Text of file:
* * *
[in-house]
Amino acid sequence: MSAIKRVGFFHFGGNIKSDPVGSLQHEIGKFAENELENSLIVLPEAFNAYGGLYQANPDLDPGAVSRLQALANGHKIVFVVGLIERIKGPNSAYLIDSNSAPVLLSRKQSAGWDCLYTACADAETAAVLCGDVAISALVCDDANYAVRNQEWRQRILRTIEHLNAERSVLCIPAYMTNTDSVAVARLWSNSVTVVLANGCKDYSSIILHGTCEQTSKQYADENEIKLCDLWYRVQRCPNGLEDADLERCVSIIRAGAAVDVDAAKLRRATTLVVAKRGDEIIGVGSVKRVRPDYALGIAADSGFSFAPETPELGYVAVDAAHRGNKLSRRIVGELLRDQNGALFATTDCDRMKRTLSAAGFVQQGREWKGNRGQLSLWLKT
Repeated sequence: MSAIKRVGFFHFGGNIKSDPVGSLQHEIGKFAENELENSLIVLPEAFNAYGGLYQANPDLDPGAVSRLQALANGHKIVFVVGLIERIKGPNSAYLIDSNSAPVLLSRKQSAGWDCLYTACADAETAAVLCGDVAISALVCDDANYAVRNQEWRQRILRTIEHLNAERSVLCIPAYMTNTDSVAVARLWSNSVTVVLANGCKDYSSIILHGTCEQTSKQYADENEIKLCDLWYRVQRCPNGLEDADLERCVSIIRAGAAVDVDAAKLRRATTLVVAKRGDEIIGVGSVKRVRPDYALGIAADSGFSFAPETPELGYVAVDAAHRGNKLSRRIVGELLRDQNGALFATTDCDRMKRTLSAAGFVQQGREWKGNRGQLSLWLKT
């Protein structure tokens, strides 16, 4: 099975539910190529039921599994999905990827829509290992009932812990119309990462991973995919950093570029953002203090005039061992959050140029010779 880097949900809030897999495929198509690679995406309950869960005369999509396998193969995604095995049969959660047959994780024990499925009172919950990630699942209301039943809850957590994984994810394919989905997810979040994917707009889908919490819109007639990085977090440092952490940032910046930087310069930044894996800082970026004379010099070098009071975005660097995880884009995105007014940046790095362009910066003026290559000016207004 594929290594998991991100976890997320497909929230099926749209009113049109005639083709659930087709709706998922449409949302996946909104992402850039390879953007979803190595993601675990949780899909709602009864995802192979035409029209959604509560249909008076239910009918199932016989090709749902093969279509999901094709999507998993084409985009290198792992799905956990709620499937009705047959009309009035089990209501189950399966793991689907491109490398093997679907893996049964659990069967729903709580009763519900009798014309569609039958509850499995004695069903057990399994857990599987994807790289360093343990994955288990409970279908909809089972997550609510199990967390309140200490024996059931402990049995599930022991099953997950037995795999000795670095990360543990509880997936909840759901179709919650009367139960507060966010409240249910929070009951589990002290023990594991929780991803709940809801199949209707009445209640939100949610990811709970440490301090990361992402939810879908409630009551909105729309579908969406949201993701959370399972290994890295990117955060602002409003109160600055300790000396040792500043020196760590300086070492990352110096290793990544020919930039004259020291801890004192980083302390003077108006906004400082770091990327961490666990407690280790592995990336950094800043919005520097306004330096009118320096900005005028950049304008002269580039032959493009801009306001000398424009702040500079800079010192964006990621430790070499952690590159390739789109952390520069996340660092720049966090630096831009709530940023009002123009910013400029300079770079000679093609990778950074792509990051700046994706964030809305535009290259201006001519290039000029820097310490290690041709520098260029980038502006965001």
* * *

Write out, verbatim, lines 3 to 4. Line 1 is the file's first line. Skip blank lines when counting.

Repeated sequence: MSAIKRVGFFHFGGNIKSDPVGSLQHEIGKFAENELENSLIVLPEAFNAYGGLYQANPDLDPGAVSRLQALANGHKIVFVVGLIERIKGPNSAYLIDSNSAPVLLSRKQSAGWDCLYTACADAETAAVLCGDVAISALVCDDANYAVRNQEWRQRILRTIEHLNAERSVLCIPAYMTNTDSVAVARLWSNSVTVVLANGCKDYSSIILHGTCEQTSKQYADENEIKLCDLWYRVQRCPNGLEDADLERCVSIIRAGAAVDVDAAKLRRATTLVVAKRGDEIIGVGSVKRVRPDYALGIAADSGFSFAPETPELGYVAVDAAHRGNKLSRRIVGELLRDQNGALFATTDCDRMKRTLSAAGFVQQGREWKGNRGQLSLWLKT
């Protein structure tokens, strides 16, 4: 099975539910190529039921599994999905990827829509290992009932812990119309990462991973995919950093570029953002203090005039061992959050140029010779 880097949900809030897999495929198509690679995406309950869960005369999509396998193969995604095995049969959660047959994780024990499925009172919950990630699942209301039943809850957590994984994810394919989905997810979040994917707009889908919490819109007639990085977090440092952490940032910046930087310069930044894996800082970026004379010099070098009071975005660097995880884009995105007014940046790095362009910066003026290559000016207004 594929290594998991991100976890997320497909929230099926749209009113049109005639083709659930087709709706998922449409949302996946909104992402850039390879953007979803190595993601675990949780899909709602009864995802192979035409029209959604509560249909008076239910009918199932016989090709749902093969279509999901094709999507998993084409985009290198792992799905956990709620499937009705047959009309009035089990209501189950399966793991689907491109490398093997679907893996049964659990069967729903709580009763519900009798014309569609039958509850499995004695069903057990399994857990599987994807790289360093343990994955288990409970279908909809089972997550609510199990967390309140200490024996059931402990049995599930022991099953997950037995795999000795670095990360543990509880997936909840759901179709919650009367139960507060966010409240249910929070009951589990002290023990594991929780991803709940809801199949209707009445209640939100949610990811709970440490301090990361992402939810879908409630009551909105729309579908969406949201993701959370399972290994890295990117955060602002409003109160600055300790000396040792500043020196760590300086070492990352110096290793990544020919930039004259020291801890004192980083302390003077108006906004400082770091990327961490666990407690280790592995990336950094800043919005520097306004330096009118320096900005005028950049304008002269580039032959493009801009306001000398424009702040500079800079010192964006990621430790070499952690590159390739789109952390520069996340660092720049966090630096831009709530940023009002123009910013400029300079770079000679093609990778950074792509990051700046994706964030809305535009290259201006001519290039000029820097310490290690041709520098260029980038502006965001």